18 September 2008


Some members of the S Thomas's PCC having asked for the restoration of the Asperges (which disappeared after the time of Canon Lucas; his association with our church began when he was a curate here in 1933 ... he died not long ago aged more than a hundred), and the rest seeming willing enough, I am wondering about the practicalities. If a Cantor is present, he can sing it; but without a Cantor the congregation might struggle. Purists will tut-tut about this, but I wonder if anybody knows a metrical version of it?

If not, perhaps it might not be hard to construct one. If one used the tune of Cwm Rhondda and allowed oneself a little dynamic equivalence in translating, one could start
Thou shalt purge me from my sins
With thy cleansing hyssop, Lord;
Thou shalt wash me white as snow ...

Any help welcomed!


Jacob Hicks said...

Father, there are certainly metrical versions but the only one that springs to mind at the moment is "Water of life, cleanse and refresh us" from the Celebration Hymnal. Your reaction might be that it's "not very S. Thomas'" but they use at it S. Andrew's, Clifton Rd., which is a very similar sort of place.

Anonymous said...

I say go for the traditional plainchant. It's a catchy enough tune and there are plenty of English adaptations. Same goes for the 'Vidi aquam' during Eastertide.

If you're comfortable leading your congregation in the singing, it works well to first sing the antiphon(Asperges me) and verse(Miserere mei Deus), then asperge the congregation in silence; return to the foot of the altar and finish it up singing the 'Gloria Patri,' antiphon, versicles and collect.

Gengulphus said...

…I wonder if anybody knows a metrical version of it?

Perhaps Isaac Watts's lugubrious metrical version will hasten you, Father, towards the plainsong/Latin option… Though it has at least one entertaining line.

Behold I fall before thy face:
My only refuge is thy grace:
No outward forms can make me clean;
The leprosy lies deep within.

No bleeding bird, nor bleeding beast,
Nor hyssop branch, nor sprinkling priest,
Nor running brook, nor flood, nor sea,
Can wash the dismal stain away.

Jesus, my God, thy blood alone
Hath power sufficient to atone;
They blood can make me white as snow;
No Jewish type could cleanse me so.

[Ps LI]

David Chislett said...

Dear Father,

I had the same problem over twenty-five years ago in an Aussie "bush parish" and slightly adapted the rendering of the Scottish Psalter.

Of course, it's better to teach a few people to sing the plainsong, but this sufficed for a while:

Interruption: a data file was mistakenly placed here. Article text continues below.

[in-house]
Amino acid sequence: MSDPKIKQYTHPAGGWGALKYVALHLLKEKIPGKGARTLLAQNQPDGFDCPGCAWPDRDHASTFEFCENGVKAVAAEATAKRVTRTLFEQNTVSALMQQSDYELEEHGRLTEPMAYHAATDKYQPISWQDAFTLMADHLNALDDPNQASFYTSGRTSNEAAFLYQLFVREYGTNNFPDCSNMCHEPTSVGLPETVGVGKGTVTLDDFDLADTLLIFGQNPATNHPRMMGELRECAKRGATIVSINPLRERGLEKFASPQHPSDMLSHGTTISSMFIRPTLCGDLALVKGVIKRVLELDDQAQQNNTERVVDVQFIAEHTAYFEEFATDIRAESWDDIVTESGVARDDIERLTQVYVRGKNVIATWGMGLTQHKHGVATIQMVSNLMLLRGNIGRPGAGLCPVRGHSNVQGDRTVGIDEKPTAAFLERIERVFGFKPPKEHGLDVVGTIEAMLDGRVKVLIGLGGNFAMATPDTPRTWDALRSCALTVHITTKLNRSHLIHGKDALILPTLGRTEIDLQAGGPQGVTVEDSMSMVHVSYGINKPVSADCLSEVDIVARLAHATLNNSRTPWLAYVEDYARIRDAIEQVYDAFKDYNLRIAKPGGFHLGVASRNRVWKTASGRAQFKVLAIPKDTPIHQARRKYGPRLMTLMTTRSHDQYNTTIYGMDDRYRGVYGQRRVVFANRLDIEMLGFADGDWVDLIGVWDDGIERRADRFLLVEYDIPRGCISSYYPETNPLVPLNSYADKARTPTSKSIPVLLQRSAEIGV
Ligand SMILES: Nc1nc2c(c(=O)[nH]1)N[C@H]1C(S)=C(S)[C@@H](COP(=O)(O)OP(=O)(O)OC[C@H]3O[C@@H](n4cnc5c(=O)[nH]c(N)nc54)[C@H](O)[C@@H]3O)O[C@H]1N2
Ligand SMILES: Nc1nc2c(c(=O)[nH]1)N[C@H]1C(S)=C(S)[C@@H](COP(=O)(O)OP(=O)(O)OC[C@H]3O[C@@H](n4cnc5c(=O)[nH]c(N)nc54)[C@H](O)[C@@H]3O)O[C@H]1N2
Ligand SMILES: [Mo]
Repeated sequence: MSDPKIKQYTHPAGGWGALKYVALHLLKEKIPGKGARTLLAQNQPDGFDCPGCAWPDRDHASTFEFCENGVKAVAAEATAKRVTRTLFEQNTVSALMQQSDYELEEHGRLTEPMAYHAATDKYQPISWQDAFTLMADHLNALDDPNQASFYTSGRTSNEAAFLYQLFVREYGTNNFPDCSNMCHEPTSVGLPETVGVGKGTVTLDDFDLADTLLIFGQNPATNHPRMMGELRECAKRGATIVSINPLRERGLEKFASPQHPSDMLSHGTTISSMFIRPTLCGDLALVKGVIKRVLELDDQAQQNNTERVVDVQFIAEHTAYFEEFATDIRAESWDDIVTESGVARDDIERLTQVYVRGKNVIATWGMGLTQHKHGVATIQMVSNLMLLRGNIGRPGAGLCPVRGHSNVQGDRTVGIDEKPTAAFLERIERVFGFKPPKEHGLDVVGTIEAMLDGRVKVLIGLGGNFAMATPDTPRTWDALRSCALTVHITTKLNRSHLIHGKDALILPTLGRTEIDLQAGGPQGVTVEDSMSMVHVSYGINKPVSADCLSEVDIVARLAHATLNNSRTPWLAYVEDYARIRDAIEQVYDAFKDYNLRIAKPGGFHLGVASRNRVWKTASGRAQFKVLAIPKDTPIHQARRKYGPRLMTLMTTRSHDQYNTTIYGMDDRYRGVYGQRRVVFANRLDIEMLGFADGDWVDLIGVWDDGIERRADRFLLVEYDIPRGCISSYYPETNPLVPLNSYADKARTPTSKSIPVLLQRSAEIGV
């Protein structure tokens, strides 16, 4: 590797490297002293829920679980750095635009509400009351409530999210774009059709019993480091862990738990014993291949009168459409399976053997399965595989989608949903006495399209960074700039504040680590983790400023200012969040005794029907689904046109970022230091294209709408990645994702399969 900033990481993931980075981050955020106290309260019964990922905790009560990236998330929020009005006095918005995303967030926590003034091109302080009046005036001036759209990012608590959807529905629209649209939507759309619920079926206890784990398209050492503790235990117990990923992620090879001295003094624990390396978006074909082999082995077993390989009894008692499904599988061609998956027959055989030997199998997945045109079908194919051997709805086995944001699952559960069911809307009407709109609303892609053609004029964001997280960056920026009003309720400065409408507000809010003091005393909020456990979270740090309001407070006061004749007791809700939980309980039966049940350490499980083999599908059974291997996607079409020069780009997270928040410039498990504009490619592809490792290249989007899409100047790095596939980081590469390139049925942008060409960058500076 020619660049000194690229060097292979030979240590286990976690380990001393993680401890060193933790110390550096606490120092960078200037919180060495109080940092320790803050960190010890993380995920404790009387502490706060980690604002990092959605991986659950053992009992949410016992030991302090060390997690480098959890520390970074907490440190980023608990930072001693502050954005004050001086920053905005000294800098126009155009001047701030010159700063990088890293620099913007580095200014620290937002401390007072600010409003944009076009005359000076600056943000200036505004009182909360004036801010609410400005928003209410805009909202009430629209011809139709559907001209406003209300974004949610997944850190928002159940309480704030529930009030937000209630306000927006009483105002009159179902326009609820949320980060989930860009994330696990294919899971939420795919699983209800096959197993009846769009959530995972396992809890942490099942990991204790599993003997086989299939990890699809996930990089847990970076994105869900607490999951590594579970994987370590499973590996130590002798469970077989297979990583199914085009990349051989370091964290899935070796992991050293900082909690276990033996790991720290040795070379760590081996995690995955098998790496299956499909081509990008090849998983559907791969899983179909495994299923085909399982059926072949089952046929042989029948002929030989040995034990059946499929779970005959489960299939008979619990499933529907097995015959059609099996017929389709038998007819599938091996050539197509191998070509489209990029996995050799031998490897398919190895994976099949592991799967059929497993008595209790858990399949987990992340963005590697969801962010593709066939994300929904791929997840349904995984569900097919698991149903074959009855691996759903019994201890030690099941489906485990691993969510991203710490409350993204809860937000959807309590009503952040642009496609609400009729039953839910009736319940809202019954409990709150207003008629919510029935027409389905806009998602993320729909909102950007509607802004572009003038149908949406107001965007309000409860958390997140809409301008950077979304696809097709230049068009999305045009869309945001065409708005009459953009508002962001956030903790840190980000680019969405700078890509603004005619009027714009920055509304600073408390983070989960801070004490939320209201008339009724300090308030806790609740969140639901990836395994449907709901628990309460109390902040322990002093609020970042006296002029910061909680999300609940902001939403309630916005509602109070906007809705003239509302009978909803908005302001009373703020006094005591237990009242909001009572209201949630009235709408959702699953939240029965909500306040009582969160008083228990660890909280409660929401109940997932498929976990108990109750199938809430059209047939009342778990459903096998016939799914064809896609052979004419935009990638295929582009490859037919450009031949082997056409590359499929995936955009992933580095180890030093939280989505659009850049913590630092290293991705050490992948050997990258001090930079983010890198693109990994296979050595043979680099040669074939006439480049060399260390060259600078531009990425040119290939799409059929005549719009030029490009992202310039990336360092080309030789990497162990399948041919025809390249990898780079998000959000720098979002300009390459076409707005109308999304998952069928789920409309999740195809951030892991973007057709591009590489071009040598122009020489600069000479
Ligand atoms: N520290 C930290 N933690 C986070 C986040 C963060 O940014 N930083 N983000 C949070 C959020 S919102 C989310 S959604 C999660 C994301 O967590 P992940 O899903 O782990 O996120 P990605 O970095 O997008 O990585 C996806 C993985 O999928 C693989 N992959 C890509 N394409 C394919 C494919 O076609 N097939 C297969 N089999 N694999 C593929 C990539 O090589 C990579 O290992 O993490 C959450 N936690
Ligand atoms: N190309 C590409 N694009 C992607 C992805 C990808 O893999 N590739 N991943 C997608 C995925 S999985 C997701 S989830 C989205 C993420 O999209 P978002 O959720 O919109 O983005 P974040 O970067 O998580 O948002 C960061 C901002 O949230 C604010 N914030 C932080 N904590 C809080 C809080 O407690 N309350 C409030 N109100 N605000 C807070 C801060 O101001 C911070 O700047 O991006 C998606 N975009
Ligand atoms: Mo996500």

O Lord, with hyssop sprinkle me,
And I shall be made clean;
Yea, wash thou me, and then I shall
Be whiter than the snow.

After thy loving-kindness, Lord,
Have mercy upon me:
For thy compassions great, blot out
All mine iniquity.

All glory to the Father be,
All glory to the Son,
All glory, Holy Ghost, to thee,
While endless ages run.

I will email you a pdf with the words and tune.

+David Chislett

David Chislett said...

As for VIDI AQUAM, this a quite a good metrical setting, though it might just be a bit complex:'


+David Chislett

Rubricarius said...

I would endorse 'rev'd up's suggestion and use the plainsong setting. I understand the Tone 4 setting given in the Graduale was that used in Holy Sarum.

johnf said...

I fully support rev'd up's suggestion.

Go for the plain chant. anyone can sing plain chant...

...and it is beautiful.

It beats hands down the stuff I hear every Sunday.

Dexter Bracey said...

Sorry johnf, but not everone can sing plainchant. I agree it's beautiful, but only if it's sung by people who know what they're doing. Otherwise, it can be toe-curlingly awful!

johnf said...

William - I will concede that the Gradual of the Mass is generally complex and difficult to sing.

But the stuff we learned at primary school aged 10 or 11 is pretty straightforward; Credo 3, various arrangements of the Kyrie, Sanctus, Agnus Dei, Asperges and Vidi aquam, Salve Regina; the Mass for the Dead, including Dies Irae.
They are all 'tuneful' enabling people to anticipate the flow of the melody and join in. However, the Gloria we learned was always more difficult.

On Fr Rob Johansen's blog, the author has recorded 5th/6th grade schoolchildren in Michigan singing Regina Coeli beautifully and simply - though not of the quality of Solesmes, I wish we could hear it in my local Church.

Gengulphus said...

pretty straightforward… Credo 3, various arrangements of the Kyrie, Sanctus, Agnus Dei, Asperges and Vidi aquam, Salve Regina…

Hurrah! Absolutely! To say it can't be done is mere hand-wringy defeatism.

On Sunday we (a collection of spindly old ladies, eager young people far too young to have known the good old days, and many, many children, plus a tiny schola, and assorted others) sang the whole caboodle, ordinary and proper, as we always do, and a Salve after the Last Gospel.

No problem.

Dexter Bracey said...

My dear Gengulphus,I can only congratulate you on having such a talented congregation. I have heard too many congregations drone and warble their way through this stuff in a way that makes me long for a simple said service. And that,like it or not, is the way it is in most Englsh parishes. This started off as a discussion about how Fr H's congregation at St. Thomas might sing the Asperges: with all due respect to Father's flock, as a small congregation with little musical confidence, I would strongly suggest they go for a metrical setting.